Title: Daisy Jones & The Six
Author: Taylor Jenkins Reid
Genre: Historical Fiction
Narrated By: Julia Whelan & Full Cast
Length: 9 hours, 3 minutes
Publisher: Ballantine Books
Publish Date: March 5, 2019
Setting: Los Angeles, CA
Drugs, Death, Childbirth, Abortion,
Emotional Abuse, Physical Abuse,
Drug Abuse, Near Overdose,
I finally got to this one after months of saying I was going to listen to it! Well, it doesn’t help that there’s always a hold on this book and there’s always multiple holds on this book so I was waiting for months to listen to it. But it’s finally out of the way and I can say that I listened to two TJR books this year! The two that were recommended to me! Also, thank you so much to Hannah for buddy reading this one with me. I think it helped me get through it better.
- Well everyone keeps saying that the audiobook has a better experience so I’m waiting for this damn audiobook.
- **quickly Googles to make sure this isn’t a real band**
- Ohhhhh…. the band is The Six, and Daisy Jones is a solo artist. Well I was confused
- I feel like this could be made into a mockumentary
- Do I even like rock enough to listen to a mockumentary on a “famous” rock band? I’ll try it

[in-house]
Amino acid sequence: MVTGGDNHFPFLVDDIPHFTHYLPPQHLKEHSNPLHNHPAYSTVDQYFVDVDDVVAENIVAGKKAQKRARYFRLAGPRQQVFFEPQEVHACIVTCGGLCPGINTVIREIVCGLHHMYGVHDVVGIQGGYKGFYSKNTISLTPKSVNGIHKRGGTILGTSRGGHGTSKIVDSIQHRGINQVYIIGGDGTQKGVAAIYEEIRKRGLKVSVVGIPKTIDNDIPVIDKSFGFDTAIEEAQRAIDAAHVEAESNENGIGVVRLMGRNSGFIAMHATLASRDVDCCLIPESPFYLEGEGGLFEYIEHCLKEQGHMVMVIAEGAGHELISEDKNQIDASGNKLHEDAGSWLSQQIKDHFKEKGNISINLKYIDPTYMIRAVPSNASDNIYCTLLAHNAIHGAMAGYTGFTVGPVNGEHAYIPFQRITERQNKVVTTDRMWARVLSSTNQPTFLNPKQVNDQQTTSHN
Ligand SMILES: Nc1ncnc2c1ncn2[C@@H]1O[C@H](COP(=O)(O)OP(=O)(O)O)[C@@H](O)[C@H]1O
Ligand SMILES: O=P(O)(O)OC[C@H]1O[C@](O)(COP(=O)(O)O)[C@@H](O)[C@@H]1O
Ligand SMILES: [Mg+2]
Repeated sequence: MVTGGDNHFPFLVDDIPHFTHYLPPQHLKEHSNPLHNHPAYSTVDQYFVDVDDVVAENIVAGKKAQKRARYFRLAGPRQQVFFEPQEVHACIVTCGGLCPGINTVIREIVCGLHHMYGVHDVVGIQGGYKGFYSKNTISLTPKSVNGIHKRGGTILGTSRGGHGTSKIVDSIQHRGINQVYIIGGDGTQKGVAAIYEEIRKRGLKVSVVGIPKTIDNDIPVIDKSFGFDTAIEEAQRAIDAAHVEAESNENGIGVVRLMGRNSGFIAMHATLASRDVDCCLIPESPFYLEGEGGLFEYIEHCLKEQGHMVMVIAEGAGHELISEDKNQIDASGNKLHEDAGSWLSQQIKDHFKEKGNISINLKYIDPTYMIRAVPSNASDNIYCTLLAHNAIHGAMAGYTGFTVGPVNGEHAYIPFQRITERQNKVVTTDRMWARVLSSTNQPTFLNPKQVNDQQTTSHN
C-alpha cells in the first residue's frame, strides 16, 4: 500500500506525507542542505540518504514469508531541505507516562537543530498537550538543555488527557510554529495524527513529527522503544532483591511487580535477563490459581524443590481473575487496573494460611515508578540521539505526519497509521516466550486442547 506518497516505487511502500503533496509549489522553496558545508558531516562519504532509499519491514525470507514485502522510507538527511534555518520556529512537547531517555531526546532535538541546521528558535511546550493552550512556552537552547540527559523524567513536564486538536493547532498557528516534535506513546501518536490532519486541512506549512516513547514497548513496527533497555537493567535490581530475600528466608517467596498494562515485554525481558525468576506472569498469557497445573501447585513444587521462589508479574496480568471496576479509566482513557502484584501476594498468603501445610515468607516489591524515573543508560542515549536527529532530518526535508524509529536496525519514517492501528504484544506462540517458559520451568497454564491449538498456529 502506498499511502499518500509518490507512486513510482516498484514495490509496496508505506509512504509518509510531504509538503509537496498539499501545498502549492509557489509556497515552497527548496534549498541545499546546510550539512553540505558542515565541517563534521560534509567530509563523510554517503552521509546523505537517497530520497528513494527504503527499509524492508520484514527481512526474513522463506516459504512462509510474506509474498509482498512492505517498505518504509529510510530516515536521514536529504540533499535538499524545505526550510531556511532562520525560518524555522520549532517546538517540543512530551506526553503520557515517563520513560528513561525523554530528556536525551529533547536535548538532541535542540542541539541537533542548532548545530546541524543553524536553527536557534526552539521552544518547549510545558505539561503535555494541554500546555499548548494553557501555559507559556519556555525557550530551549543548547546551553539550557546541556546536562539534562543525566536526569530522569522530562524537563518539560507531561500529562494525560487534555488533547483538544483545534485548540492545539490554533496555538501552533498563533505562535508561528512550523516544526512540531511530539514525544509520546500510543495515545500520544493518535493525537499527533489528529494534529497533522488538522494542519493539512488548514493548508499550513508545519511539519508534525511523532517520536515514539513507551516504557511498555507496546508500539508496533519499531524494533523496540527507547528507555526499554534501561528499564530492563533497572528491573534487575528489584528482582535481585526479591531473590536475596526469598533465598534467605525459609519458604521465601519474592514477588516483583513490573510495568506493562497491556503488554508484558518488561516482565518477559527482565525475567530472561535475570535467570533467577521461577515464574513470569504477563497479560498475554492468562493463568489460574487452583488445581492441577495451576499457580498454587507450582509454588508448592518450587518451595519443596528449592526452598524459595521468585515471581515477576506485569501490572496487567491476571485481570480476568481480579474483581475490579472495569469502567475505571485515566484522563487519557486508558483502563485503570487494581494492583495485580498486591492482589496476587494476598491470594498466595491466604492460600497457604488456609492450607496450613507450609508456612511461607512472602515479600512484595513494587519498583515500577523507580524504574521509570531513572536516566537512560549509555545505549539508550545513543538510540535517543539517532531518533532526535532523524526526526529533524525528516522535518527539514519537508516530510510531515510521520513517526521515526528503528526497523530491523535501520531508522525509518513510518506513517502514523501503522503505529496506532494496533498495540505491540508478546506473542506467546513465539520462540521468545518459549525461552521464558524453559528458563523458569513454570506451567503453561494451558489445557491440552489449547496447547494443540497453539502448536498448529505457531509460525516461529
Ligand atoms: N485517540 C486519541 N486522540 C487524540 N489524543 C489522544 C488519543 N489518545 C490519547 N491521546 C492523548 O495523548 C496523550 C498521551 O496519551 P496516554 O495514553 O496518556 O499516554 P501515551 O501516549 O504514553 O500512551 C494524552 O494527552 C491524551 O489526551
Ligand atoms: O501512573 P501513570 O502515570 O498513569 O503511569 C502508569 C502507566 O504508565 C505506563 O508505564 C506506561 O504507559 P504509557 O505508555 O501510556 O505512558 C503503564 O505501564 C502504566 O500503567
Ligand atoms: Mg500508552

Women serve as muses/objects for men and get absolutely no credit for their inspiration
There’s a part in the story where Daisy Jones is talking about how she gave this one dude in a different band a super awesome lyric that he ends up wanting to use in his song. She goes “what the hell makes you think that I won’t use it in my own song?” or something like that, and dude I felt that. Of course the jerk uses it in his song and that’s what ends up making the song like super popular and better that what he initially thought of, and of course he never credited Daisy for her part in what she wrote – even if it was just on the fly in a diner or something. Still. What the hell was that?
The need for a *real* connection
Daisy was doped up so much in her early years because she never had a good relationship with really anyone. Especially not her parents, and if you don’t count how she was with Simone – and seriously good on Simone for trying to be the best friend she could be to Daisy – she really didn’t have anyone in her life. She did drugs so she could numb that part out of her life, so she didn’t have to show how much she was hurting. If that worked or not, not really sure. I can’t spoil it, but you tell me what you think.
Sex, Drugs, Rock & Roll
- Drugs was a huge thing back in the 70s, so of course it wasn’t seen as a big deal that pretty much everyone was doing some sort of drugs all the time. Or a combination of drugs.